It’s Important to Have Dreams, Even if They Don’t Come True
Creating an idealized vision of life brings both risk and reward
To achieve your dreams, you must embrace adversity and make failure a regular part of your life. If you’re not failing, you’re probably not really moving forward. — John C. Maxwell
Most of us believe having something to look forward to — and be excited about — is a necessary component in providing the mental and emotional assurance that we’re working toward a better “someday.”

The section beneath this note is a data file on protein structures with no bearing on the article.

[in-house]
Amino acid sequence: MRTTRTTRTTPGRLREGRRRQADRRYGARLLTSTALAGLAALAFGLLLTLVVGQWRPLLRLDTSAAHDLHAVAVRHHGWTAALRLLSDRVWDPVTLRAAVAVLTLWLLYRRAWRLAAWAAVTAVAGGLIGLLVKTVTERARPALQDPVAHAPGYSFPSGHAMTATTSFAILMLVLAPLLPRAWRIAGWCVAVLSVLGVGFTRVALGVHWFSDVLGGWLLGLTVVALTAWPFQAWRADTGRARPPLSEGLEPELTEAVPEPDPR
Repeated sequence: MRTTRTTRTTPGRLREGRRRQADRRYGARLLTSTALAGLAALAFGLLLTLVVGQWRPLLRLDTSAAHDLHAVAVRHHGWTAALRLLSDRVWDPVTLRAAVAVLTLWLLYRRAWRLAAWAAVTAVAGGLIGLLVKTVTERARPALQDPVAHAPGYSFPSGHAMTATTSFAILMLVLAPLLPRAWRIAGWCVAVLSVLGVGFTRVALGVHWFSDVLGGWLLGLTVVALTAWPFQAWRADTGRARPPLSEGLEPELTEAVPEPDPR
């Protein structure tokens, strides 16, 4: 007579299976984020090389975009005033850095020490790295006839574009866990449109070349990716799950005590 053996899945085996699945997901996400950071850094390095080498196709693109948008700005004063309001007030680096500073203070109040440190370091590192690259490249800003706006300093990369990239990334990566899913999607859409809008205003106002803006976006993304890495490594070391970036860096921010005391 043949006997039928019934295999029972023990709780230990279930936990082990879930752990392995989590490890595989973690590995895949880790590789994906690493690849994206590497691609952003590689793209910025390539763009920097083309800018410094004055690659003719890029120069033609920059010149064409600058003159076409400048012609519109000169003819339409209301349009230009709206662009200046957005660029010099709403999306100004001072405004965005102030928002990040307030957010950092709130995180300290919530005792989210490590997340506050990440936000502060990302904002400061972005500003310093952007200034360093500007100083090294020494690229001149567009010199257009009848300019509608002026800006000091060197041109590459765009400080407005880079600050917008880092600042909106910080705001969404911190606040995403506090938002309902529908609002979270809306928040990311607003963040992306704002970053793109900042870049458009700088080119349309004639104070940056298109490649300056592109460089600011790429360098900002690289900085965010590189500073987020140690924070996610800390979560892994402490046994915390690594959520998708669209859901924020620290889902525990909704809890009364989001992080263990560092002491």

But what happens when those dreams fail to materialize?
Was the time wasted? Not really.
There’s something intrinsically stimulating about imagining how wonderful our future realities will be based on our own needs, wants, and desires. The process is a reflection of what we think is still missing in our lives — those aspects we hope one day will come true.
On the plus side, being aware we have the ability to envision better circumstances is the sign of an optimistic mindset. Because those dreams represent the confidence we have in ourselves to move toward a positive, more fulfilling existence.